3. Methodology: Business activity registration mismatch
Although incongruous business activities may not be directly indicative of sanctions evasion, a mismatch of activities warrants additional investigation. A company reselling goods and services to entities in Crimea or other embargoed regions could indicate the use of a seemingly innocuous line of business in its registration documents to avoid scrutiny and obfuscate its business in embargoed regions.
Example: Reseller D’s main business activity is animal breeding, but all its government contracts in Crimea are for the provision of generators.
Detection: Comparing the main registered business activity in official documents with the company’s government contracts, as well as with the services advertised on its website, may provide insight into possible tactics to circumvent the embargo.
4. Methodology: Vague descriptions of goods on government tenders
To avoid detection, firms that resell US goods to Crimea often will provide only vague descriptions of the goods they are reselling to Crimean companies, failing to mention specific brand names subject to the embargo.
Example: Reseller E, registered in Nizhny Novgorod, has a 2019 contract to provide US Brand X generators to a government entity in Crimea. Enhanced due diligence on Reseller E’s business history reveals that this company also had a contract in 2018 for provision of “backup power sources” to a Crimean customer. Even though the 2018 contract does not specify Brand X generators as the item being provided, this contract indicates that the company has a history of reselling similar products to Crimea.
Detection: When a reseller has a tender in Crimea, especially for vaguely titled goods resembling branded goods it resells to non-embargoed regions, its reselling activities and government tenders should be closely monitored.
5. Methodology: Bids on open tenders for US-branded products without obtaining a general license to resell goods to entities located in Crimea
Example: Individual Proprietor A has won a tender to provide generators to a Crimean institution, according to a Russian trade database. However, a reseller, which according to historical research, was reselling US-branded generators in Crimea, also bid on this tender, indicating the reseller’s willingness to sell US goods and services to the embargoed region.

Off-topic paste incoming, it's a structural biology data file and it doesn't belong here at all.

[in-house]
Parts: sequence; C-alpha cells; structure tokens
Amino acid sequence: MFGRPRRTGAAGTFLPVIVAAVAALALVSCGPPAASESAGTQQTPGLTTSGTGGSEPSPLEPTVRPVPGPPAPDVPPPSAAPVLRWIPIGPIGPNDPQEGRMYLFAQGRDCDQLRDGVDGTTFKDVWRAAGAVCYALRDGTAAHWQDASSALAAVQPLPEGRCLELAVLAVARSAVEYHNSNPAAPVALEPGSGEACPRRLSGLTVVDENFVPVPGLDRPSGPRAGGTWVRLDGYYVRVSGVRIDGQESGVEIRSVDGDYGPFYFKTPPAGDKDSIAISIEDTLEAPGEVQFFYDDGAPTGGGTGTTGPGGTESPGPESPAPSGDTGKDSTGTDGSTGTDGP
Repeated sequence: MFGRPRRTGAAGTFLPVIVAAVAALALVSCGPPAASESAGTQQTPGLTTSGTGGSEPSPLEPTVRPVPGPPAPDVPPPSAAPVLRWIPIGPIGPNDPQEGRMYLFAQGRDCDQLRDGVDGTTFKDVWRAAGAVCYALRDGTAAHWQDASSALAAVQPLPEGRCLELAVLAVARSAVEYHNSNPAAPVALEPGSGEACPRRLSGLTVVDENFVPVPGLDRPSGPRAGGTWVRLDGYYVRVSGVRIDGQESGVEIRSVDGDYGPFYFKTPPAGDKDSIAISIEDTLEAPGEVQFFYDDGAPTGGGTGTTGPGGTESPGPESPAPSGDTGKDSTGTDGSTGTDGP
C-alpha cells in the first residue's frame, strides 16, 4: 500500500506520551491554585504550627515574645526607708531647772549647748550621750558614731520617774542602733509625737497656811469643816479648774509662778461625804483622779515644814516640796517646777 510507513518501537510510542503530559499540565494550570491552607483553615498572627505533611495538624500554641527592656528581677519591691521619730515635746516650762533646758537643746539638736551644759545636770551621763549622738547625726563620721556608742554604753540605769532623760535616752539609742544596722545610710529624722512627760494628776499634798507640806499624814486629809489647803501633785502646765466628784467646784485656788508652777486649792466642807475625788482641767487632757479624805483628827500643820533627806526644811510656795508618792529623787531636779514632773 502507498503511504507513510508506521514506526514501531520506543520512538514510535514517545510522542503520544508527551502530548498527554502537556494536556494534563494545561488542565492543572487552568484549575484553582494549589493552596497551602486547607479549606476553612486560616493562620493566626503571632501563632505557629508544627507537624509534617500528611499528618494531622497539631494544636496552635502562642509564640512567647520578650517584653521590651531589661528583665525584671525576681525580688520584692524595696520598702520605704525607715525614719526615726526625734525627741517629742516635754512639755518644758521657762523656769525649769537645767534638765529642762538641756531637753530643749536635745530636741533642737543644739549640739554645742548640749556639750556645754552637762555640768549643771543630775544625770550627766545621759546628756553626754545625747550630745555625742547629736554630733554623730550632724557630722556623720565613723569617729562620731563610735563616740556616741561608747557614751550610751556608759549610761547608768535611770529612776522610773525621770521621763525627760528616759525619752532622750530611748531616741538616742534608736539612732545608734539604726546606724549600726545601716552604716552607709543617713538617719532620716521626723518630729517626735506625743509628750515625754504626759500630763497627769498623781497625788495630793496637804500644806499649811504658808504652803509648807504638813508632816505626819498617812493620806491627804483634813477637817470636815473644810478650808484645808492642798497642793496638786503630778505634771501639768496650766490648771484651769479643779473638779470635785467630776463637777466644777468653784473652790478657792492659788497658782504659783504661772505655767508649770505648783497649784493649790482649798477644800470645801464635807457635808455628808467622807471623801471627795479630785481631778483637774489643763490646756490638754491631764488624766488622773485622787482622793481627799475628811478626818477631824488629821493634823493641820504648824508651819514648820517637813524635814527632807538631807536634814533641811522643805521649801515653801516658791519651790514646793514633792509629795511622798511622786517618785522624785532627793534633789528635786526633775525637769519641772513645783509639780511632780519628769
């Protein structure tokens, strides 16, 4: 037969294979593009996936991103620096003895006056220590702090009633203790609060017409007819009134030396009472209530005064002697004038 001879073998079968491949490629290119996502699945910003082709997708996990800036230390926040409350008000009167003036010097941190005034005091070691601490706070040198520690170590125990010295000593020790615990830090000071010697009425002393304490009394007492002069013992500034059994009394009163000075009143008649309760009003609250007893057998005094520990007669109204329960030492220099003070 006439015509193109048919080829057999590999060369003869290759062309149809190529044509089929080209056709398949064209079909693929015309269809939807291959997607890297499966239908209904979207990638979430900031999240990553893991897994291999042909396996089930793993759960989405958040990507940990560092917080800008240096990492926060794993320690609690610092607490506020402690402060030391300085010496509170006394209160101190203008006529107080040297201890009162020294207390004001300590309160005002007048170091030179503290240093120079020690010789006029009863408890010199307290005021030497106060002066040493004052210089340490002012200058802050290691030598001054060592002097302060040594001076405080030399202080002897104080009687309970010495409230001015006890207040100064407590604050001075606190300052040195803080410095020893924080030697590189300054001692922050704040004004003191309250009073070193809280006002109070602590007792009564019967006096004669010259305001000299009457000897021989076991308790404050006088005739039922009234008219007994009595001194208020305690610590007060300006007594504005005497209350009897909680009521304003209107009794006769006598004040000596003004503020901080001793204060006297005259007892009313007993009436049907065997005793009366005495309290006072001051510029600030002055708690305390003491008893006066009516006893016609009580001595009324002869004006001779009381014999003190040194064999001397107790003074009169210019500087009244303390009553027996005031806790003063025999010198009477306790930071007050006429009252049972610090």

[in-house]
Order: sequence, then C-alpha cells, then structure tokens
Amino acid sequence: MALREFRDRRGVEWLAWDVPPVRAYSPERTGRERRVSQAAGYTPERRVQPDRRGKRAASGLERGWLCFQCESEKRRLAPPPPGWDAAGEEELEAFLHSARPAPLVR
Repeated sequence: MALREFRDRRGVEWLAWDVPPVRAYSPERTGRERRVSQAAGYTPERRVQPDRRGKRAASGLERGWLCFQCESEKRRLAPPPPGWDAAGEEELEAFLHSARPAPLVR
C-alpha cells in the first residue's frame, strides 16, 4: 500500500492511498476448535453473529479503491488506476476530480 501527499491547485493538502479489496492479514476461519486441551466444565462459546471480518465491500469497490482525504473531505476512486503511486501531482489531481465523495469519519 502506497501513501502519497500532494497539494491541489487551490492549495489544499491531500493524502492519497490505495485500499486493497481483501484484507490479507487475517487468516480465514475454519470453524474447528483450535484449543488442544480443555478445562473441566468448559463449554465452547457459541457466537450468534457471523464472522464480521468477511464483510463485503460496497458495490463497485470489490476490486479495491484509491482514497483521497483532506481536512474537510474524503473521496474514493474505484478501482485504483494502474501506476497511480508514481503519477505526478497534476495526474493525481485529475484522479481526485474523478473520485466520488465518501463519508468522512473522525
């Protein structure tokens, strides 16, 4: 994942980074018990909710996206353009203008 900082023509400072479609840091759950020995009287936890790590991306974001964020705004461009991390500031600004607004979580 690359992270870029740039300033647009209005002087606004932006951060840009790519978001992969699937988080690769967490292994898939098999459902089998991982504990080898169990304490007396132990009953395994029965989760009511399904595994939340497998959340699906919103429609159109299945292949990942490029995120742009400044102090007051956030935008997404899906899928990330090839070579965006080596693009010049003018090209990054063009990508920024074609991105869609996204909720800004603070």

Detection: Examine the historical business activities of entities bidding on tenders reselling US-branded products to Crimea and determine whether they are providing US goods or technologies to the embargoed region.
6. Methodology: Ambiguous address
To avoid detection of Crimea operations, a company provides nonconclusive or incomplete address information about its customer.
Example: Research on Reseller F, located in Moscow, could not determine whether this company was purchasing US goods and services and reselling them to an end customer in Crimea because the end customer failed to provide an address.
Detection: When an entity provides incomplete address information about the location of its customers, examine their public tenders through a database that analyzes Russian tenders to determine whether the entity is reselling US-branded goods into Crimea without an applicable general license.
To best detect sanctions violations related to registration, company leadership, activity mismatch, vague product descriptions, open tender bidding, and ambiguous address information, firms need to conduct rigorous research into company business activities to supplement automated screening prior to authorizing a transaction. Subject matter experts with extensive regional and linguistic expertise are crucial to decipher and identify evasion practices. The penalty OFAC levied last year against Amazon for violating US sanctions by transacting in embargoed regions demonstrated that automated screening tools are not always sufficient to fully analyze all transaction and customer data needed to ensure compliance. Through human-driven analysis, FiveBy detects sophisticated evasion techniques that automation often fails to detect.